The Freedom From Religion Foundation is proud to announce that it has awarded three $1,000 scholarships to nonreligious students attending Historically Black Colleges and Universities. The scholarships are part of FFRF’s Cliff Richards Memorial Student Scholarships and are in partnership with Secular Student Alliance.
FFRF is providing the scholarship funds and chose the students from a pool of applicants; the Secular Student Alliance has done the legwork and vetting. Two recipients chose not to identify their last names for privacy reasons.
Marie Chantal is a junior at Howard University, majoring in chemical engineering with a concentration in biotechnology and biomedicine. She plans to attend medical school to become a doctor specializing in contagious diseases. She hopes to provide aid in the refugee crisis and build Africa’s medical infrastructure. Marie was born in a Rwandese refugee camp, so she and her family know the impact of war. “I do not have a name for my secular identity,” Marie says. “I just know that I have seen Catholicism imported by colonizers stop my people from seeking justice for themselves because they believed in a savior falling from the sky. I have seen religion hurt my people.” Marie is a member of the Youth United Nations Association, Black Action Movement and Planned Parenthood. She has organized fundraisers and panel discussions for Freedom House Detroit, which helps asylum seekers. She has presented at conferences on cultural competency and preventative methods against sexual harassment in higher education and has produced a documentary promoting Black mental health.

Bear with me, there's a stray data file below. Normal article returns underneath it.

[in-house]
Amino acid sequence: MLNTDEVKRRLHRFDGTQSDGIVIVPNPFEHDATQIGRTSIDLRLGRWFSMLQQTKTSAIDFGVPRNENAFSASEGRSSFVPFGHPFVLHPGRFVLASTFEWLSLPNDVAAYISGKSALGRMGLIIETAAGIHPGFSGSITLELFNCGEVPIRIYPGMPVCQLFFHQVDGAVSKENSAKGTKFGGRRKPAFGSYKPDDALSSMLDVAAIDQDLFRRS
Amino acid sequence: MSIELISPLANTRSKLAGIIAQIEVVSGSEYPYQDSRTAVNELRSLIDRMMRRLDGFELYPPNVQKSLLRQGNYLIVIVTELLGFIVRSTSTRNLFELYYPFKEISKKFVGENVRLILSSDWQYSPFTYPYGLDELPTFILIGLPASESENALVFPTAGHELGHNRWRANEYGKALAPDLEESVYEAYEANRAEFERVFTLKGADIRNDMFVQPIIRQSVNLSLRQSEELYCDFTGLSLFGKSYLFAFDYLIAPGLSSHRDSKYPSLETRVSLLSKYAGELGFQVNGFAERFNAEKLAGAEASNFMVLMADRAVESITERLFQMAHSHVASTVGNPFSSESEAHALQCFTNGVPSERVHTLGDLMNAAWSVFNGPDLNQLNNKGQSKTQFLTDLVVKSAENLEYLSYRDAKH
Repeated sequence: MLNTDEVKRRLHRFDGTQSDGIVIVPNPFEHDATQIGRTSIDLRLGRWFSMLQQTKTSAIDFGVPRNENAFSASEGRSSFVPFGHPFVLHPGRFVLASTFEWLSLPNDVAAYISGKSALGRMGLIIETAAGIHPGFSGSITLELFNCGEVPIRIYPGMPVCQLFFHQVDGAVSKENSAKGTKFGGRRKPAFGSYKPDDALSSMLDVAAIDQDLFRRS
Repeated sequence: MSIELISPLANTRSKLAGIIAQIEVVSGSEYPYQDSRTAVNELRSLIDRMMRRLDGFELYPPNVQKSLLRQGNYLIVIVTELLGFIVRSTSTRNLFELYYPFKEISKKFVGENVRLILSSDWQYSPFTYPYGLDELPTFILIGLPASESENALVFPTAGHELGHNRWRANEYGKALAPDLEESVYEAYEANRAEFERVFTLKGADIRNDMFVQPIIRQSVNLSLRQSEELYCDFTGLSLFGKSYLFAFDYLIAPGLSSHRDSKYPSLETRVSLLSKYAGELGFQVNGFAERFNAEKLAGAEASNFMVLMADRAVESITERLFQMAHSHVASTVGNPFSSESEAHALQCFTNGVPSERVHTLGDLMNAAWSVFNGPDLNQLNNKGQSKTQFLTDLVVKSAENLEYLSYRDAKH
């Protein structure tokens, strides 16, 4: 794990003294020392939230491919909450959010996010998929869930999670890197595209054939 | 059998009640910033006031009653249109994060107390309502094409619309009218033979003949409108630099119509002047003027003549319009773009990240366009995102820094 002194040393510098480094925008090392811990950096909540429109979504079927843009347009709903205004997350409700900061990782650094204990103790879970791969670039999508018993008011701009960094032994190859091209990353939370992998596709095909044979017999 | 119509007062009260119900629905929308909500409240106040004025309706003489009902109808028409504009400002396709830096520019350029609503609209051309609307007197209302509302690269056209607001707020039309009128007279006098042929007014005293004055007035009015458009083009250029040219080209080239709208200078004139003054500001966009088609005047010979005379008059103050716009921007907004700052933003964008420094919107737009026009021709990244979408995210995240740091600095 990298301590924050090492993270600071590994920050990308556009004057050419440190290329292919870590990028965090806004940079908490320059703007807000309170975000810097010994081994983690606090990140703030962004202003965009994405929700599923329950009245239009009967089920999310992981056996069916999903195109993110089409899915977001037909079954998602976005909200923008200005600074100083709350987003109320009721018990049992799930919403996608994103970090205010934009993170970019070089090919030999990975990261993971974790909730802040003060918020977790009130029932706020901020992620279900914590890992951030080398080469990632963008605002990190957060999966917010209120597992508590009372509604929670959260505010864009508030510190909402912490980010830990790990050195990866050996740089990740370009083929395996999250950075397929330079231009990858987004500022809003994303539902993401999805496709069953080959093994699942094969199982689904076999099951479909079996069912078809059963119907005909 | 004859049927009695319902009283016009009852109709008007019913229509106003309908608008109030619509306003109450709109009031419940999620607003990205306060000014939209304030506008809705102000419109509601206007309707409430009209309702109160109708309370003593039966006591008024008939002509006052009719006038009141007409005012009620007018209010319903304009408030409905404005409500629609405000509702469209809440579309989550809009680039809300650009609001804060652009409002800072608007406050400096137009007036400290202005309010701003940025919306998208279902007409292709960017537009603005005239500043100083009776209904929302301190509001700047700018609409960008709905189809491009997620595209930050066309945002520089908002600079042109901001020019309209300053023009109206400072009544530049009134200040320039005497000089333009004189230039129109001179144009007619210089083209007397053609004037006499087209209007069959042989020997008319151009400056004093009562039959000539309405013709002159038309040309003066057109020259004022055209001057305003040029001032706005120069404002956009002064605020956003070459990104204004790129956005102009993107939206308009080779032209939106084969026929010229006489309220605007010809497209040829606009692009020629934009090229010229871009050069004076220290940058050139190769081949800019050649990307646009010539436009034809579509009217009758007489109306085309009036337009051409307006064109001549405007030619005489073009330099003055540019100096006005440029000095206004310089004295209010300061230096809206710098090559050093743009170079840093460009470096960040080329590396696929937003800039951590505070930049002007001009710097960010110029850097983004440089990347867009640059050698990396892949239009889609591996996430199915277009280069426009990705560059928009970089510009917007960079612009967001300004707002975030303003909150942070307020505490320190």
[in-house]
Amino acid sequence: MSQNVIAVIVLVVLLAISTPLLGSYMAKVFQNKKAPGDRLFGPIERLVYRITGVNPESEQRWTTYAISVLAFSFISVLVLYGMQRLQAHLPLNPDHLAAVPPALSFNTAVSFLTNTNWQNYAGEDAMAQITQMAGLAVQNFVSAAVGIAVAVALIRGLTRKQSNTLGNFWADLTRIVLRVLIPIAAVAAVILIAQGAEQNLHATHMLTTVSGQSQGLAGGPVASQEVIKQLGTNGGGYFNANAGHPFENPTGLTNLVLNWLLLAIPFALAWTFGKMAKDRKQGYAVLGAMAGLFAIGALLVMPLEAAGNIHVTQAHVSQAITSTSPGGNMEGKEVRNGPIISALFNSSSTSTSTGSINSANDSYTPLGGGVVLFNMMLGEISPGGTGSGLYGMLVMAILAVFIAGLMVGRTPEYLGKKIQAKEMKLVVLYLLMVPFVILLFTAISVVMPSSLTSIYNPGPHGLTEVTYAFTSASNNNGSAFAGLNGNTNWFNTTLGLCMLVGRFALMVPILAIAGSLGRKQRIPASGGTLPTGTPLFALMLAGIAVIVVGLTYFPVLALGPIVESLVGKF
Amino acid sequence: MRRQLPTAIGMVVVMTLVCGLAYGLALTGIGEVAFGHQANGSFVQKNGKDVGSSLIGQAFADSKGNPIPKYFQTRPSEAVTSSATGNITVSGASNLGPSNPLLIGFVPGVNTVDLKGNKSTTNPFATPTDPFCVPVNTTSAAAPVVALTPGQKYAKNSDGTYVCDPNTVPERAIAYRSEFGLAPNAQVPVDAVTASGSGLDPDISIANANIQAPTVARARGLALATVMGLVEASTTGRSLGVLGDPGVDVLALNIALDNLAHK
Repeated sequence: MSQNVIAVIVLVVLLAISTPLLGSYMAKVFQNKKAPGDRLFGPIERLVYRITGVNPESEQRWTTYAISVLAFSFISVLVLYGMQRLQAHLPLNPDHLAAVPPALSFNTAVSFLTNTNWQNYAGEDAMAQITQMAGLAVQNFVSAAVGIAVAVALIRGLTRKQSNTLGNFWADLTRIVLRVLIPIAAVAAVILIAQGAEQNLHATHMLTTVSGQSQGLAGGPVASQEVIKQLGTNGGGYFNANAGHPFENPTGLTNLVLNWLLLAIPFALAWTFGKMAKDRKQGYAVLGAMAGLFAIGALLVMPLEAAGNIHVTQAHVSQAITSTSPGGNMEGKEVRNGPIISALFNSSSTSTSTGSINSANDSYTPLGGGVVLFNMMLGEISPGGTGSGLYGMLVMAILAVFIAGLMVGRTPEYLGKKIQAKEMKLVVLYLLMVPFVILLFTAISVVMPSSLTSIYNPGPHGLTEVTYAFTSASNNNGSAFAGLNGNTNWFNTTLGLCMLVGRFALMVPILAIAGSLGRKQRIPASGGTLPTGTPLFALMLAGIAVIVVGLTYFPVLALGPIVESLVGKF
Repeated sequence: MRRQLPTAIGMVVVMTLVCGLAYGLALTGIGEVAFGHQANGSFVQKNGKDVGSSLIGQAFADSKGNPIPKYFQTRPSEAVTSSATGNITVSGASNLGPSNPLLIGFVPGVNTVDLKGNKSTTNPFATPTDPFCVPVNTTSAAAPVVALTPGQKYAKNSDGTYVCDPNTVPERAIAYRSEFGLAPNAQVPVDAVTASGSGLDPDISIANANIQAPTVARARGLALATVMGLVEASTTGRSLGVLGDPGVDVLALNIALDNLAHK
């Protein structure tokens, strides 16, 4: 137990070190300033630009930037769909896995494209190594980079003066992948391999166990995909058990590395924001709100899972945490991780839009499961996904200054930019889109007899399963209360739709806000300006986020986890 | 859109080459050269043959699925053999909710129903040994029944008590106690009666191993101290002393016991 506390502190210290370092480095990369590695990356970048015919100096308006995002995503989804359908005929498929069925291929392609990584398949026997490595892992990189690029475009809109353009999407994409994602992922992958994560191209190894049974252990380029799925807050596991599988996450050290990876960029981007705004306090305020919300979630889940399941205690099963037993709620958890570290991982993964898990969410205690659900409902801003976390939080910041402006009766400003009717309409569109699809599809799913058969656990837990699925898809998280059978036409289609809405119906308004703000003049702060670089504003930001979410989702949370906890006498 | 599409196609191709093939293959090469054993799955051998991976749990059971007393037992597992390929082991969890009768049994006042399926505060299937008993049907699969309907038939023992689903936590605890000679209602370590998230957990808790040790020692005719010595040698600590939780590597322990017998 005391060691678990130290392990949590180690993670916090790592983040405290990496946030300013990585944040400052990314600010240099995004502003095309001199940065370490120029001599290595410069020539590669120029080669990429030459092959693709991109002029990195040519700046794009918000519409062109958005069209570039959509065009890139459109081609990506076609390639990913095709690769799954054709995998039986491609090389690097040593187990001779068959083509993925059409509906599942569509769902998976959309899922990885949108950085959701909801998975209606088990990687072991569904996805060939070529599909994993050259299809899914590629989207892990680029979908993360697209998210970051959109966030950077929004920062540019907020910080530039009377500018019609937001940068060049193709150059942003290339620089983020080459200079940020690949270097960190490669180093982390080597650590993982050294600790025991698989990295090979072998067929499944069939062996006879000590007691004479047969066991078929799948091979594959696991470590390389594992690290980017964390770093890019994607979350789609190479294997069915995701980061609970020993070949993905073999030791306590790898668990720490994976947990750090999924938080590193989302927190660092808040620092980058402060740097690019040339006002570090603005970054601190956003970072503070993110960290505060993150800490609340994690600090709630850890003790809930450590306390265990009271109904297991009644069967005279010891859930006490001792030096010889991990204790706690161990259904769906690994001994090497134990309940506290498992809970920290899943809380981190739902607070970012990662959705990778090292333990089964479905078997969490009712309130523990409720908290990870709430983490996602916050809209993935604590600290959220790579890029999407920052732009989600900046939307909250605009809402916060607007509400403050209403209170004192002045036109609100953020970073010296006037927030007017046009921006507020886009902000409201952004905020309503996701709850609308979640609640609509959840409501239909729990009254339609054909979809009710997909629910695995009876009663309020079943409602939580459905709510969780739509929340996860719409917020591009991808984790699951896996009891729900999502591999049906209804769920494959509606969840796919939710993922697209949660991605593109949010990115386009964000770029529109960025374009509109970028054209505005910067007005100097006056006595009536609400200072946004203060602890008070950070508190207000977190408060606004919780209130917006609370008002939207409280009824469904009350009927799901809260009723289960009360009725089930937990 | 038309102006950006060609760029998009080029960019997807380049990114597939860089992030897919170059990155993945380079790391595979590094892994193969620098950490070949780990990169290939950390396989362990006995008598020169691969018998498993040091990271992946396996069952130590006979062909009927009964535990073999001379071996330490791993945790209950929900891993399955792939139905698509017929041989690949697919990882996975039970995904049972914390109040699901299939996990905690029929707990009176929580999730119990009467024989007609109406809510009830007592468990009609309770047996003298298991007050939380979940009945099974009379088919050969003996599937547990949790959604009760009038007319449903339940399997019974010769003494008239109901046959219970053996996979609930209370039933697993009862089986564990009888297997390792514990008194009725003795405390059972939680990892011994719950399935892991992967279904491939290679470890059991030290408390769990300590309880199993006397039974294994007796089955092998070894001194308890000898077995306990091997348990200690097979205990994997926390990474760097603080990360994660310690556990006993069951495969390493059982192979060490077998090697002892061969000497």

Kourtney is a health sciences major at Spelman College. Her desire to learn more about herself through education led her to pursue a career as a medical examiner. During her sophomore year, Kourtney chose to further her education in the International Baccalaureate Diploma Program, which lacks representation of Black students. She also joined the Student Organization for Anti-Racism to advocate increased representation of African-American students in international classes. This year, she has been focused on increasing turnout of young voters. Kourtney feels that Secular Student Alliance provides a safe space for nonreligious and religious students to connect with each other and discuss differing viewpoints with civility and respect.
Timothy is a first-year student at Tuskegee University majoring in aerospace engineering. Raised in an Independent Fundamental Baptist home, Timothy attended a private Christian school until eighth grade, then attended public school due to issues with bullying. As the first in his family to go to college, Timothy is a role model for his younger brothers. His secular identity is relatively new and started when his interest in science began to challenge his religious beliefs. At age 17, he left the church, which disappointed his parents, who then disabled his phone, tried to take his car and threatened to kick him out of the house. Timothy is involved in the Black Lives Matter movement and encouraged voting on campus. He also works with local organizations to combat institutionalized racism. As someone who had his thoughts and ideas hijacked from an early age, Timothy says: “It is very important to me that I do my best to encourage freethought among my peers. For when we have the ability to truly express our thoughts, then we may know who we really are and what we want.”
FFRF’s Cliff Richards Memorial Student Scholarships are funded by a bequest.
“We’re delighted to be helping these young freethinkers and HBCU students and are grateful to be partnering with the Secular Student Alliance,” says Annie Laurie Gaylor, FFRF co-president.
The Secular Student Alliance empowers secular students to proudly express their identity, build welcoming communities, promote secular values and set a course for lifelong activism.
The Freedom From Religion Foundation, based in Madison, Wis., a 501(c)(3) nonprofit educational charity, is the nation's largest association of freethinkers (atheists, agnostics), and has been working since 1978 to keep religion and government separate.